3. Plate Motions and Boundaries


Expedition Menu

1. Introduction

2. Plate Motion

3. Plate Motions & Boundaries

4. Example 2

5. Review

6. Rates

7. Full Rates

8. South Atlantic

9. Life Cycle of Lithosphere

10. Discussion

Contact Don Reed
Dept. of Geology
San José State University
ęCopyright 1999
Last Updated on June 21, 1999

boundaries.JPG (15332 bytes)

There are three types of plate boundaries

  • divergent = plates move apart and oceanic lithosphere is created by seafloor spreading

  • convergent = plates converge together and oceanic lithosphere is recycled (consumed) by subduction

  • transform = plates slide by each other, moving parallel to the plate boundary but in opposite directions on either side, and lithosphere is conserved, neither formed or consumed

  • Plate motion is always parallel to transform faults,  it is the only plate boundary that uniquely constrains the direction of plate motion.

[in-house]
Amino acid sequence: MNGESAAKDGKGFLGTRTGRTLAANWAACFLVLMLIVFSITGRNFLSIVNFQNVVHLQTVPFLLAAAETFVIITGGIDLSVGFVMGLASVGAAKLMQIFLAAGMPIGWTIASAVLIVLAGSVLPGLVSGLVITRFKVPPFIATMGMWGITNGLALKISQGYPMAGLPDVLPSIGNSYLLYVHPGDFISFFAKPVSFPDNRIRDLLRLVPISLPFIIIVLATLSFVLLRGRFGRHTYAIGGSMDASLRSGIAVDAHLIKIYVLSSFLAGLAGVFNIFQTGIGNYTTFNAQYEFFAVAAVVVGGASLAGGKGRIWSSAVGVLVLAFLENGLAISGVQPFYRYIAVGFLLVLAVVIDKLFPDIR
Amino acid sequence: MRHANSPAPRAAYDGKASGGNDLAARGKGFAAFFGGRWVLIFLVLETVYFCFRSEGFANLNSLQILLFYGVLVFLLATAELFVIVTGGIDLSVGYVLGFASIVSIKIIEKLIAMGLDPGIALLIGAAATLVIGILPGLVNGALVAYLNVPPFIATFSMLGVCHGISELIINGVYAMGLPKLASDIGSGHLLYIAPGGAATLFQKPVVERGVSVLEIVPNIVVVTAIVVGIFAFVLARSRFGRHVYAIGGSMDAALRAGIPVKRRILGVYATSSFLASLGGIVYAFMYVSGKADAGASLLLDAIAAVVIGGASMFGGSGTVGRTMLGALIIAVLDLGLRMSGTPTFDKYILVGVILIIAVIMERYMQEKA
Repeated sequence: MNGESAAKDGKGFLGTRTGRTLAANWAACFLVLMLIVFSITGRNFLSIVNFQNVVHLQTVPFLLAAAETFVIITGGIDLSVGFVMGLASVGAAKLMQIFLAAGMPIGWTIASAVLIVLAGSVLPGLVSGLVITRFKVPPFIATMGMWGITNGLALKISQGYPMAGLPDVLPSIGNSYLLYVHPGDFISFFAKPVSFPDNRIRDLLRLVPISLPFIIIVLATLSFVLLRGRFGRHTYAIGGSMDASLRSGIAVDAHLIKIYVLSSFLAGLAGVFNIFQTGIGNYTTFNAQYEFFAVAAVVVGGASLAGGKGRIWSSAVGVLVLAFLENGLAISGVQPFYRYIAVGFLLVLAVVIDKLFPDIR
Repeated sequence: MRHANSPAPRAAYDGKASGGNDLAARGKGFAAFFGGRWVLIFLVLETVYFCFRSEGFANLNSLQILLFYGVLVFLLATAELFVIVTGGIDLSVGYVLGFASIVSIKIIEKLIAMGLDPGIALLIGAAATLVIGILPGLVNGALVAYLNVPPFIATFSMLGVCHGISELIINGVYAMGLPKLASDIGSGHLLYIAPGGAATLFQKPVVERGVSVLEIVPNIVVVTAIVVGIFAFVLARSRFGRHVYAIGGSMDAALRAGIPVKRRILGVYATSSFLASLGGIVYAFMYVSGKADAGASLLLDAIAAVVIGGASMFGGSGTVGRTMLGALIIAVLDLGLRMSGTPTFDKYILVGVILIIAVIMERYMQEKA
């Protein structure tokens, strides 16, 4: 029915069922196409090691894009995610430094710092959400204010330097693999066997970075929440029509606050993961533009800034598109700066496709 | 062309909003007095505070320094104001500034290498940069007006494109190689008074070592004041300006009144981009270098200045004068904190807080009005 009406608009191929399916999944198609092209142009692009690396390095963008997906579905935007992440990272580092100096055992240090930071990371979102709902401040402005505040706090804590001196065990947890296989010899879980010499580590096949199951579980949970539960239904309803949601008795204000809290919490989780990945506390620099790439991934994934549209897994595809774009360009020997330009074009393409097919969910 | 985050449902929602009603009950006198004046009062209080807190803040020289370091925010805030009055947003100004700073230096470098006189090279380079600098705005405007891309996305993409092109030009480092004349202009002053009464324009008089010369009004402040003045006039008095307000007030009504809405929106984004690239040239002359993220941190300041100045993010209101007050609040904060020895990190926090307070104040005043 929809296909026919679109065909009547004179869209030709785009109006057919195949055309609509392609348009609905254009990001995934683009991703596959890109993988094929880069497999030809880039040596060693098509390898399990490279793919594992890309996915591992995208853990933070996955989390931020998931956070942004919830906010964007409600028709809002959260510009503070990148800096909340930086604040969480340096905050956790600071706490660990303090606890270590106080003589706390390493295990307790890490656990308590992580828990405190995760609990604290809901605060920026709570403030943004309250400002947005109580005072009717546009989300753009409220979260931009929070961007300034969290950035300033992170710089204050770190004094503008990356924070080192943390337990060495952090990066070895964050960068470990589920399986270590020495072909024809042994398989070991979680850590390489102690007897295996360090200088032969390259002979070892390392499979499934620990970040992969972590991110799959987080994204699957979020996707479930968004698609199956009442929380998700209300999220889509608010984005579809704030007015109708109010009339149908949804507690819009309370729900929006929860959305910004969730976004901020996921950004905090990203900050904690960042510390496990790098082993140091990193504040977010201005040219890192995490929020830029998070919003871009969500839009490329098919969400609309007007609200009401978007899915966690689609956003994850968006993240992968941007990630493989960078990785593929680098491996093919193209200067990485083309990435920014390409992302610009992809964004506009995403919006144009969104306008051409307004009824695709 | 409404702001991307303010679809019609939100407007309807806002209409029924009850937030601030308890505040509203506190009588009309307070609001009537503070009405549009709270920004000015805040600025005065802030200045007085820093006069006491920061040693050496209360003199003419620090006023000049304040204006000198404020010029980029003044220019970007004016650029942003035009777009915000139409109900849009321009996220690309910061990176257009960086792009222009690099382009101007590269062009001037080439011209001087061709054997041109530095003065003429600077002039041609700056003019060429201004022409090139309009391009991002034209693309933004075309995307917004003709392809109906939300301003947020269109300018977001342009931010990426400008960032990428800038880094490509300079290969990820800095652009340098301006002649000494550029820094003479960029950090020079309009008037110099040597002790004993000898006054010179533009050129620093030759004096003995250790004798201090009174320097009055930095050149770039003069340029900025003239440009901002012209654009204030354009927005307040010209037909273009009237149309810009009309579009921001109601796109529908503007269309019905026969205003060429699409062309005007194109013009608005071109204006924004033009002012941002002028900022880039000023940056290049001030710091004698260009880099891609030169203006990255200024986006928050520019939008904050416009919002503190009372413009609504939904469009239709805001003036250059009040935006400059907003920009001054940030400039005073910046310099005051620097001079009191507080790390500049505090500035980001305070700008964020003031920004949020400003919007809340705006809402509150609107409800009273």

plates.gif (15739 bytes)


Cut out the triangle on the page in your handout.

Be careful...try to keep the remaining sheet of paper in one piece. 

First examine the arrow on the triangular-shaped plate A showing the direction of relative plate motion with respect to plate B (plate B is the piece of paper surrounding plate A -- the one with a hole in it).

Put the triangular piece of paper of Plate A -- back into the hole (exactly into hole) -- once it is in its proper place,  move plate A in the direction of the arrow.

Using the plate motion, write the name of the type of plate boundary along each boundary that surrounds plate A

The animation at the left shows, the same thing as your cutout,  the "relative plate motion" of plates A and B, meaning the motion of one plate, plate A, relative to another plate, so at least two plates are involved!!!

In this problem, plate B is considered stationary and A is moving, but it could be just the opposite, plate B could be thought as moving and plate A fixed -- all depends on your point of view!


    Here is examine another example